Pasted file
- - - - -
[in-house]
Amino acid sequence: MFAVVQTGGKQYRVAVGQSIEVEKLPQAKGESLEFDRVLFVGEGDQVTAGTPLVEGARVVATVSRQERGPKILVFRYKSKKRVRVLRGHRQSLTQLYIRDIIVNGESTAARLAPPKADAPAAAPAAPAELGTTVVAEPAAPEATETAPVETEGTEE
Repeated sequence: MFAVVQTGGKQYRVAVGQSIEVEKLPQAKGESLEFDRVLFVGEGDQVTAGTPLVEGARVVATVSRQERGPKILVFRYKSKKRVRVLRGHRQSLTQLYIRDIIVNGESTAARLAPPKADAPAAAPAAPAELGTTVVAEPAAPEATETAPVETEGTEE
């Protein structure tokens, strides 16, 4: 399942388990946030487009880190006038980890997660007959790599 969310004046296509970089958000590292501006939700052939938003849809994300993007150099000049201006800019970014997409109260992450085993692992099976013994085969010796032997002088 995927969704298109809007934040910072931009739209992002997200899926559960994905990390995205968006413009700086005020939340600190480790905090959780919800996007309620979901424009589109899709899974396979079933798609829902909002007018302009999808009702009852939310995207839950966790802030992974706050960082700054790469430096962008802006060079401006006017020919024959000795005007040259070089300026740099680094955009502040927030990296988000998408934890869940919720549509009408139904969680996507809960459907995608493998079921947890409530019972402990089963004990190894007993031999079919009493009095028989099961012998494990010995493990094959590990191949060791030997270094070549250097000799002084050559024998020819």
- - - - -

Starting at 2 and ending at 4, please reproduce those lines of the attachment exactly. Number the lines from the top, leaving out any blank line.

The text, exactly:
Amino acid sequence: MFAVVQTGGKQYRVAVGQSIEVEKLPQAKGESLEFDRVLFVGEGDQVTAGTPLVEGARVVATVSRQERGPKILVFRYKSKKRVRVLRGHRQSLTQLYIRDIIVNGESTAARLAPPKADAPAAAPAAPAELGTTVVAEPAAPEATETAPVETEGTEE
Repeated sequence: MFAVVQTGGKQYRVAVGQSIEVEKLPQAKGESLEFDRVLFVGEGDQVTAGTPLVEGARVVATVSRQERGPKILVFRYKSKKRVRVLRGHRQSLTQLYIRDIIVNGESTAARLAPPKADAPAAAPAAPAELGTTVVAEPAAPEATETAPVETEGTEE
């Protein structure tokens, strides 16, 4: 399942388990946030487009880190006038980890997660007959790599 969310004046296509970089958000590292501006939700052939938003849809994300993007150099000049201006800019970014997409109260992450085993692992099976013994085969010796032997002088 995927969704298109809007934040910072931009739209992002997200899926559960994905990390995205968006413009700086005020939340600190480790905090959780919800996007309620979901424009589109899709899974396979079933798609829902909002007018302009999808009702009852939310995207839950966790802030992974706050960082700054790469430096962008802006060079401006006017020919024959000795005007040259070089300026740099680094955009502040927030990296988000998408934890869940919720549509009408139904969680996507809960459907995608493998079921947890409530019972402990089963004990190894007993031999079919009493009095028989099961012998494990010995493990094959590990191949060791030997270094070549250097000799002084050559024998020819």